A big O feels awesome—but does it affect fertility? We ran the science by ob-gyns.

By Madeleine Burry
May 01, 2018

There's no question why men orgasm: Those powerful muscle contractions are like rocket fuel for sperm, powering them into the female reproductive tract where ideally they'll fertilize an egg. What's still something of a mystery, however, is why women climax as well.

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Sure it's super pleasurable, but the female orgasm isn’t required for pregnancy, and plenty of couples conceive without it. But some research suggests that having an orgasm might slightly boost your chances of conception. Here's the science, plus what ob-gyns have to say about it.

Introducing the “upsuck” theory 

The upsuck hypothesis, coined in the early 1900s, has it that as a woman climaxes, her uterine muscles act like a vacuum—sucking up sperm to help them journey through the vagina. “When a woman orgasms, strong muscular contractions help propel sperm through the cervix and uterus, placing them in the fallopian tube where fertilization occurs,” explains Sherry Ross, MD, ob-gyn in Santa Monica, California and author of She-ology: The Definitive Guide to Women's Intimate Health.

Dr. Ross calls this theory controversial—and recent research to validate it has been inconclusive. One study found that when a woman reaches orgasm a minute before or up to 45 minutes after her partner ejaculates, it results in higher levels of sperm retention than if she didn't orgasm during that time frame (or at all).

Another study concluded that the female orgasm has “little or no effective role in the transport of spermatozoa in natural human coitus.” And a third, large study found that controlling for both a relationship's length and how often sex occurred eliminated any correlation between orgasm rate and the number of children a couple has.

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Many ob-gyns aren't convinced

Other doctors, however, are skeptical of the upsucking effect on pregnancy. “I am sorry to disappoint,” says Adeeti Gupta, MD, FACOG, founder of Walk IN GYN Care in Queens, New York. “Theories of female positions or the ability to achieve an orgasm have nothing to do with conception,” says Dr. Gupta, adding that conception comes down to biology.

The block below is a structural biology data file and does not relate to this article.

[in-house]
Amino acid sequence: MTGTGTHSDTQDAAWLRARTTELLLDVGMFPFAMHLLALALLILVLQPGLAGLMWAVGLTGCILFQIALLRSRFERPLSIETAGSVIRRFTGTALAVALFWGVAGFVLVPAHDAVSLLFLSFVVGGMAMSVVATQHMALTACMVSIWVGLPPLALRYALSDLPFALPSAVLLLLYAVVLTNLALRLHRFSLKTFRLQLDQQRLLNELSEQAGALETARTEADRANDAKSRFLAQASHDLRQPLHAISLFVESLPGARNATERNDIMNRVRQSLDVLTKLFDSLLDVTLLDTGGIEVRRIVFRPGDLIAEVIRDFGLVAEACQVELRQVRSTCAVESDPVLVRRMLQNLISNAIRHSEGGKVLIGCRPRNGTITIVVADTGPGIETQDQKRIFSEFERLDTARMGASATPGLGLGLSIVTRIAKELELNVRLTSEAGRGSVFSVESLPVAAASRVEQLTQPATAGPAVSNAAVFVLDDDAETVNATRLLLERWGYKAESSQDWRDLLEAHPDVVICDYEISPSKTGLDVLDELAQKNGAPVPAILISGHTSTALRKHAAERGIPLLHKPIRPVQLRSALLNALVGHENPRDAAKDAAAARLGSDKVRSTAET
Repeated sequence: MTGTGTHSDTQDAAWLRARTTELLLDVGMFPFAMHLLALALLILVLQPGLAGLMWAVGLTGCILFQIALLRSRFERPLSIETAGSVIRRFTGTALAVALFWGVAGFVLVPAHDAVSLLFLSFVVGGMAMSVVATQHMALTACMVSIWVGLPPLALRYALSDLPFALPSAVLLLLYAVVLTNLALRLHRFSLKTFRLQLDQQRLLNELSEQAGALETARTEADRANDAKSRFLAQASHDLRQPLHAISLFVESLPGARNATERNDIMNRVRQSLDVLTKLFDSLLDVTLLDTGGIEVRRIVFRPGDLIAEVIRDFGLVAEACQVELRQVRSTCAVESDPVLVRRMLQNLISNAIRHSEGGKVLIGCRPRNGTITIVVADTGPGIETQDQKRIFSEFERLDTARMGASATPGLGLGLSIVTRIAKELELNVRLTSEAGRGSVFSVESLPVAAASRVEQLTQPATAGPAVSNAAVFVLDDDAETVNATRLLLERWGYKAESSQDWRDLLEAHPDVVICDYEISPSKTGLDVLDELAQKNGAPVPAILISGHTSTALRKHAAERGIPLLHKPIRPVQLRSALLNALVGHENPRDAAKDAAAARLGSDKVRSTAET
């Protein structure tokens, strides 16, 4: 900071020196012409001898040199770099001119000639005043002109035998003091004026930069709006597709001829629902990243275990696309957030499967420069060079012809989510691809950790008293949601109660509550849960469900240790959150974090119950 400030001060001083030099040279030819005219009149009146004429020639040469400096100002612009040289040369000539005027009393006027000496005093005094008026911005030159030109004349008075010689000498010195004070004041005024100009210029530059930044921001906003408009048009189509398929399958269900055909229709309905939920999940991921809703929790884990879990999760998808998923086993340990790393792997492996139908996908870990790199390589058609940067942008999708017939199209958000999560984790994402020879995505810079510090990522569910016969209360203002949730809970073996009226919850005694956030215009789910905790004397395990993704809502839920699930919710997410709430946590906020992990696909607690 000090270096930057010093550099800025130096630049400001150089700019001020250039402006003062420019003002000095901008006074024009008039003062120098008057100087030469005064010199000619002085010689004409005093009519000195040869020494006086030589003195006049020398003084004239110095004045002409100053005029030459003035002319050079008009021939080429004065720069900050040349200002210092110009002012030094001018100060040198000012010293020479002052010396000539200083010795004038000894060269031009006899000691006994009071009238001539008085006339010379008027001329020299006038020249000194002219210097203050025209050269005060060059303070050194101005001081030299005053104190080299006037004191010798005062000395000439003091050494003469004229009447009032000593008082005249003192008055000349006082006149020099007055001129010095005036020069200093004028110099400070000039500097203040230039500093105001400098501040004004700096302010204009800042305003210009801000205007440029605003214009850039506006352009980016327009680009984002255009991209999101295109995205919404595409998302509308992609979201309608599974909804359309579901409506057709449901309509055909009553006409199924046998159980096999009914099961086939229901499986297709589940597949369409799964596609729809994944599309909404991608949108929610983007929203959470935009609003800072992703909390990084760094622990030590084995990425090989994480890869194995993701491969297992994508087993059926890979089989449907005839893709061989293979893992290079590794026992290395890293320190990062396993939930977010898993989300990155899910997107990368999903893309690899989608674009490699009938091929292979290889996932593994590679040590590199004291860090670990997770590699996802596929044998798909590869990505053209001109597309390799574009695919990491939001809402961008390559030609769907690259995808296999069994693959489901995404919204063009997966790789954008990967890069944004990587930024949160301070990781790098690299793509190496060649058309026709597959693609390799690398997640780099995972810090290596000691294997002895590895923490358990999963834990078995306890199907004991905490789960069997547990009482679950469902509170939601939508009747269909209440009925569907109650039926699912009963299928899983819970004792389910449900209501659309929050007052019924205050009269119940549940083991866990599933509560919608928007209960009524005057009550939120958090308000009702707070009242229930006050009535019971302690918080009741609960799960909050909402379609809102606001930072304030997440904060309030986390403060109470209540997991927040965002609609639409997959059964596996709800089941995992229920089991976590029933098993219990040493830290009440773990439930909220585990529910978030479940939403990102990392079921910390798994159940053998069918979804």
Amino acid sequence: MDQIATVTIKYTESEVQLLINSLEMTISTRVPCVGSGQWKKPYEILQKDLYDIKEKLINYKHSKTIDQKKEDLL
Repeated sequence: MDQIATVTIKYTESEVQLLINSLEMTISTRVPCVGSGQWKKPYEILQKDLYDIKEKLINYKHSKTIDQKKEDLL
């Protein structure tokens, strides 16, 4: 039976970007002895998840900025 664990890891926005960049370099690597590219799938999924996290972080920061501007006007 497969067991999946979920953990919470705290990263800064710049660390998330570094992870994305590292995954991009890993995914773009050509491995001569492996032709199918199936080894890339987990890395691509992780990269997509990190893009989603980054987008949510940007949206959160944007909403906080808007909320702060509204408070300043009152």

“If the uterus and tubes…and the small little cells in the lining of the cervix and the vagina are working right so as to gently nudge the swimmers up the cervical canal into the uterus and then into the fallopian tube, and the eggs are forming and being released at the right time, then with the alignment of all these perfect conditions, you will get pregnant, no matter [if you have an] orgasm or not,” she says.

Don't stress about it—that can effect fertility

When you’re trying to conceive, so many factors can be a source of tension—and it's tension that may be a roadblock to conception. Don’t let your orgasm join the list of stressors. While climaxing may help, it’s not a prerequisite to pregnancy, says Dr. Ross.

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Stress, says Dr. Gupta, is a known fertility killer. “Stress increases the cortisol levels which in turn can cause a complicated feedback loop of causing female hormone imbalance, affecting ovulation and thus affecting conception,” she says. Dr. Ross agrees. "The relaxation effect of an orgasm helps in the babymaking process," she explains.

So if you're trying for a baby and you do orgasm, wonderful! It certainly can't hurt. But if you don’t hit that high note, that’s fine, too. “Relax, free your mind, and your body will do what it's supposed to do,” says Dr. Gupta.